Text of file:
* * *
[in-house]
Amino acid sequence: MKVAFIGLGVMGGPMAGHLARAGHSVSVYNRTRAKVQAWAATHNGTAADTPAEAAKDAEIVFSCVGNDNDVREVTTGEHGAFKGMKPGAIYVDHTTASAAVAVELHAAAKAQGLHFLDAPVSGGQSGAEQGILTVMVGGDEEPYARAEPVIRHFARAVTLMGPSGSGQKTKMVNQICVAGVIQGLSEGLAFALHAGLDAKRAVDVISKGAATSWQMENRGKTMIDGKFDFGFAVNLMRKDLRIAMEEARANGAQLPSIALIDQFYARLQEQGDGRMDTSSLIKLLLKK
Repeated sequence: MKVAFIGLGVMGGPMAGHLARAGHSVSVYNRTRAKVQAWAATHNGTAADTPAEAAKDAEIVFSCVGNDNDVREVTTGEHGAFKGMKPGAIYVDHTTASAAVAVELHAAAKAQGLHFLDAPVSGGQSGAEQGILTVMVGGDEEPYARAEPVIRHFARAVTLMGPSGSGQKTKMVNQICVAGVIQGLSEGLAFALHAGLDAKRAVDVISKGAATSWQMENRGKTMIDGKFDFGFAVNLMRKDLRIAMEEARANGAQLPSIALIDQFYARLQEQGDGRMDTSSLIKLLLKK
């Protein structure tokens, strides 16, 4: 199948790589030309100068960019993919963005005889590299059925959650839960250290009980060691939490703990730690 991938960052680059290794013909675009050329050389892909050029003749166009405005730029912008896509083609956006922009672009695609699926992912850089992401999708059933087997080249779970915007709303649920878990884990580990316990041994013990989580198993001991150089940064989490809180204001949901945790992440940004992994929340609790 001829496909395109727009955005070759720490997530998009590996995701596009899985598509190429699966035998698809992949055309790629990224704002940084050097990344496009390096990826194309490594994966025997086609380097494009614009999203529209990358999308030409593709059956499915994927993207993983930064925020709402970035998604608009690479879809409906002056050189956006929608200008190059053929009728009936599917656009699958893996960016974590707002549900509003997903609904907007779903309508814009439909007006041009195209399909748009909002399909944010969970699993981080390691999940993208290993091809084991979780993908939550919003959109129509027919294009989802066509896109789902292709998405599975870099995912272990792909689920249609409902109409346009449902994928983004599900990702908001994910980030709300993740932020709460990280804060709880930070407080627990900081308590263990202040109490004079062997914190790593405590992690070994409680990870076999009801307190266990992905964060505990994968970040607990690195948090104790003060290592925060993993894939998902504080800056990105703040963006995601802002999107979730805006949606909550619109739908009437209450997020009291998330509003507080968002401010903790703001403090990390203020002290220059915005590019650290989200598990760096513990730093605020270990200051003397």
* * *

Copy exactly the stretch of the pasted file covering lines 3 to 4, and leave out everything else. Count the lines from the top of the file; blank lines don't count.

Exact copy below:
Repeated sequence: MKVAFIGLGVMGGPMAGHLARAGHSVSVYNRTRAKVQAWAATHNGTAADTPAEAAKDAEIVFSCVGNDNDVREVTTGEHGAFKGMKPGAIYVDHTTASAAVAVELHAAAKAQGLHFLDAPVSGGQSGAEQGILTVMVGGDEEPYARAEPVIRHFARAVTLMGPSGSGQKTKMVNQICVAGVIQGLSEGLAFALHAGLDAKRAVDVISKGAATSWQMENRGKTMIDGKFDFGFAVNLMRKDLRIAMEEARANGAQLPSIALIDQFYARLQEQGDGRMDTSSLIKLLLKK
């Protein structure tokens, strides 16, 4: 199948790589030309100068960019993919963005005889590299059925959650839960250290009980060691939490703990730690 991938960052680059290794013909675009050329050389892909050029003749166009405005730029912008896509083609956006922009672009695609699926992912850089992401999708059933087997080249779970915007709303649920878990884990580990316990041994013990989580198993001991150089940064989490809180204001949901945790992440940004992994929340609790 001829496909395109727009955005070759720490997530998009590996995701596009899985598509190429699966035998698809992949055309790629990224704002940084050097990344496009390096990826194309490594994966025997086609380097494009614009999203529209990358999308030409593709059956499915994927993207993983930064925020709402970035998604608009690479879809409906002056050189956006929608200008190059053929009728009936599917656009699958893996960016974590707002549900509003997903609904907007779903309508814009439909007006041009195209399909748009909002399909944010969970699993981080390691999940993208290993091809084991979780993908939550919003959109129509027919294009989802066509896109789902292709998405599975870099995912272990792909689920249609409902109409346009449902994928983004599900990702908001994910980030709300993740932020709460990280804060709880930070407080627990900081308590263990202040109490004079062997914190790593405590992690070994409680990870076999009801307190266990992905964060505990994968970040607990690195948090104790003060290592925060993993894939998902504080800056990105703040963006995601802002999107979730805006949606909550619109739908009437209450997020009291998330509003507080968002401010903790703001403090990390203020002290220059915005590019650290989200598990760096513990730093605020270990200051003397």